Photo Credit: Northern Rangelands Trust

Ensuring anti-poaching operations in Kenya

26.01.2021

CONSERVATION PROBLEM

Northern Kenya is one of the world’s 25 key priority biodiversity hotspots. Unfortunately, wildlife populations are under constant threat from the ivory trade and from poaching for bushmeat. As the economy is now shutting down due to the COVID-19 pandemic, poaching is getting worse.

The salaries and rations of the rangers are funded by grants, with a small contribution from tourism. However, tourism has ceased, and grants and donations have been disrupted following the coronavirus pandemic. Without consistent ranger patrols, wildlife poaching will intensify and the remaining populations of endangered and critically endangered species in this area will be lost.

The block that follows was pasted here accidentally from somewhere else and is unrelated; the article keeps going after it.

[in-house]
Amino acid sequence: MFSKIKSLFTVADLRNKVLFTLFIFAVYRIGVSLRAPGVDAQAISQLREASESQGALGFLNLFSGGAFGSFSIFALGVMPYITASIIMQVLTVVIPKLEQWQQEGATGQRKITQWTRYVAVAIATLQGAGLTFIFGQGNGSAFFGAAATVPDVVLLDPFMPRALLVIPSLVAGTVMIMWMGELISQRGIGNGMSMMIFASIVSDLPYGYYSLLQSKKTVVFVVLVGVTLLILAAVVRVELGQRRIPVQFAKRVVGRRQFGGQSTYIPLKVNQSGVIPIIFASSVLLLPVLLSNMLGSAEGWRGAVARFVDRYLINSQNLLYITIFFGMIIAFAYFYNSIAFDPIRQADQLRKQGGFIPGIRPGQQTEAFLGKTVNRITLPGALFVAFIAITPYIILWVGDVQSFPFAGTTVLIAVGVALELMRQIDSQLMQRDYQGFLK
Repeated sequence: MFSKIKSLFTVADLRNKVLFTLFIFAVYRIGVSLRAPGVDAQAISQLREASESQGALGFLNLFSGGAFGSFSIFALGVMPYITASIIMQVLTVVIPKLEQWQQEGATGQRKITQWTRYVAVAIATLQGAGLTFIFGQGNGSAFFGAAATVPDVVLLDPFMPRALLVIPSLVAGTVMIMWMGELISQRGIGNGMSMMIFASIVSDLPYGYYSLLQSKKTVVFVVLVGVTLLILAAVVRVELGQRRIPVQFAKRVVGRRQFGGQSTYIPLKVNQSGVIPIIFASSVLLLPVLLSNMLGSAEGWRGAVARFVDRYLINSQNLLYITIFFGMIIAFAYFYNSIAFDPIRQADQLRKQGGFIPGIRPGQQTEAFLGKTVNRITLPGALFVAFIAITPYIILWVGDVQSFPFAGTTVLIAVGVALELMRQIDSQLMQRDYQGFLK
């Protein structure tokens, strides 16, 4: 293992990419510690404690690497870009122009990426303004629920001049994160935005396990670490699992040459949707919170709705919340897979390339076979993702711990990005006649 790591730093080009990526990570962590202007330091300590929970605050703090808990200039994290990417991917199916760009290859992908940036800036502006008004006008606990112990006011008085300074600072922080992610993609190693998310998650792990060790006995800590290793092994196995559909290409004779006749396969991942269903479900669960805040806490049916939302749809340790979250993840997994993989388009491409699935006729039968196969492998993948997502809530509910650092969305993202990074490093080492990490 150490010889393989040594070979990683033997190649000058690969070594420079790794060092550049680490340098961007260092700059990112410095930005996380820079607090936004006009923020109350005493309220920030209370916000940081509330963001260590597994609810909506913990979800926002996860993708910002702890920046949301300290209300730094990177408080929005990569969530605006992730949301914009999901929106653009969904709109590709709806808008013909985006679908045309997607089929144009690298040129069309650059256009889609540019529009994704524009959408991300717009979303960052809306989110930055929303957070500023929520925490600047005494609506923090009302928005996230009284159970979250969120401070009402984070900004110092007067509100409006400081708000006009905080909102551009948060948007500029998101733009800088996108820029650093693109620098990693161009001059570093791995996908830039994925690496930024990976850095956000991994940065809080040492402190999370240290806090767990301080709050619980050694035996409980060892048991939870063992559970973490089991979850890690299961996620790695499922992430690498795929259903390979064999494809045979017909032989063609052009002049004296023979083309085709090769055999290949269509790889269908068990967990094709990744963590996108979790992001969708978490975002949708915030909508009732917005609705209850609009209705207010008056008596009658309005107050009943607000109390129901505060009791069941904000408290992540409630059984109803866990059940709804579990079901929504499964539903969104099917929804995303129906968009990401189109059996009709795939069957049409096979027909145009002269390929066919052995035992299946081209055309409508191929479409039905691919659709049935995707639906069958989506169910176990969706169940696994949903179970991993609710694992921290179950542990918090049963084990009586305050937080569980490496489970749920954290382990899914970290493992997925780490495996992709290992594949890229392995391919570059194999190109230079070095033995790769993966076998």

This has raised an urgent funding emergency, and rapid intervention is needed to ensure continued anti-poaching operations.

PROJECT OBJECTIVES

  • Monitor and protect threatened species populations;
  • Prevent the escalation of wildlife poaching.

PROJECT ACTIVITIES

  • Deploy anti-poaching teams in hotspot areas;
  • Reduce poaching via joint patrols with rangers of different conservancies;
  • Provide salaries and rations for 105 rangers in seven different conservancies.

This project is a part of the IUCN SOS African Wildlife initiative, which is funded by the European Commission’s Directorate General for International Cooperation and Development (DG Devco) through its B4Life initiative.



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